My wife has lost more than 20 pounds over the last year. It’s not unusual for old friends and acquaintances who haven’t seen her for a while to ask her if she’s Okay. She is. She wasn’t obese to begin with, and she wasn’t obsessed with losing weight. She wanted to live a healthier lifestyle.

Competition or Lifestyle?

I was the opposite. I joined a weight loss competition and weighed myself every day, sometimes more than once. I starved myself before weigh-ins, didn’t drink water or coffee before I stood on the scales, and took my shoes off. For me, it was more about the competition than an improved lifestyle.

My wife asked me what my weight loss intentions were and I explained to lose weight every week during the contest, and then she asked, “What about after that?” Good question. I hadn’t thought that far ahead. I guess I wanted to keep the weight off, but the truth is I’d participated in this group weight loss effort previously, lost weight, but eventually put it all back on.

A Lifestyle Change

My wife looked at me and said, “If you want to live healthier you won’t accomplish it through an eight-week contest. You’ll have to change your lifestyle.” She was right.  I’m working on lifestyle changes. I’ve cut out several foods that triggered compulsive eating such as potato chips and cookies. I’ve reduced late night snacks, and I’m working on eliminating them.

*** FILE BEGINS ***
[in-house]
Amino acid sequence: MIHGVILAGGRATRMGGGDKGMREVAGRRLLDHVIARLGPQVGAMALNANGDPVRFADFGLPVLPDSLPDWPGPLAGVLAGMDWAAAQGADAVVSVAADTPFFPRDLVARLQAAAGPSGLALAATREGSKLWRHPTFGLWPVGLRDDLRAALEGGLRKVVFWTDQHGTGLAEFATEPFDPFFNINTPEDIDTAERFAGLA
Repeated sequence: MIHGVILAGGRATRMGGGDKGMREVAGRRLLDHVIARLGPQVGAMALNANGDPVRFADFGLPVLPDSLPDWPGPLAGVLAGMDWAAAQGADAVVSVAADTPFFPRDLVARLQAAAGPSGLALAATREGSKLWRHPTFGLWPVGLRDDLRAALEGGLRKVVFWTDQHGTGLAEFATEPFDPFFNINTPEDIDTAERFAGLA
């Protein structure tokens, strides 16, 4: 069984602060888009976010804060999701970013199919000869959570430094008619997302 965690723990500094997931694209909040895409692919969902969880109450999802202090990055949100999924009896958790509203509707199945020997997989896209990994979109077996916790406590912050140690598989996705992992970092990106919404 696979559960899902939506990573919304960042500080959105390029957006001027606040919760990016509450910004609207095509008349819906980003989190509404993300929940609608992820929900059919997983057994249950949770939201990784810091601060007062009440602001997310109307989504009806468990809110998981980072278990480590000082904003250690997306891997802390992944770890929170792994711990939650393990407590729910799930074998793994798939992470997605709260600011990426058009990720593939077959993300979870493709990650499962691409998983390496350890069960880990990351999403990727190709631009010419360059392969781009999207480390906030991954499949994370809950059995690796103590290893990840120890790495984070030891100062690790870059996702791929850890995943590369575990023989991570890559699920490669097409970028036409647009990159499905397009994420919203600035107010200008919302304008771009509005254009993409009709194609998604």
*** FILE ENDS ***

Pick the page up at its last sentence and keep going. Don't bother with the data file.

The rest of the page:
I’m walking, hiking, gardening, and exercising more, and I’ve reduced my intake of carbohydrates by at least 75%. These changes aren’t only for the Thursday before the Friday morning weight in. They’re lifestyle choices that are becoming lifestyle changes.

Healthy Lifestyle Choices

Replace Trigger Foods

For me, it was chips and cookies. I‘ve replaced them with seaweed snacks; my favorite is Wasabi flavored. I also snack on edamame, almonds, and carrots. Another key for me is avoiding temptation, for example, I no longer walk down the cookie or chip aisles in the store, and I stay away from the Friday morning company donuts because I know I can’t eat only one.

Sleep 8 Hours

Sleep at least eight hours a night. I’ve always believed I was a night owl and didn’t need as much sleep as other people. The truth is closer to I could function on less sleep but wasn’t at my optimum. It wasn’t a healthy lifestyle choice. For me, the key to eight hours of sleep is turning off my TV at night not falling asleep with it on.

Smile and Cry

Be happy. Be a glass half-full person, and you’ll live a longer healthier and happier life, but at the same time don’t hold it in when you need to let it. A good cry is a healthy lifestyle choice, it not only gives relief, but it also removes toxins. Psychology Today — The health benefits of tears.

Stop Stressing

Stress is a killer, mentally and physically. More and more research shows us that stress can lead to chronic illness, shortened lifespans, and mental duress. Stop Stressing Out at work.


You don’t have to run a marathon, bench 300 pounds, or do CrossFit seven days a week. You do need to get off the couch and exercise. My preferred activity is hiking because it accomplishes two things exercise and time outdoors. The Benefits of Hiking  (I love this photo from a hike last fall at Eagle Creek Park.)

Lifestyle Change is a Choice 

Your plan for improved health and wellness won’t look like mine. Our needs, as well as our triggers and bad habits aren’t the same.  However, like me, If you want to change your life, you’ll have to change your lifestyle.

 Photo credit: Alan Cleaver via / CC BY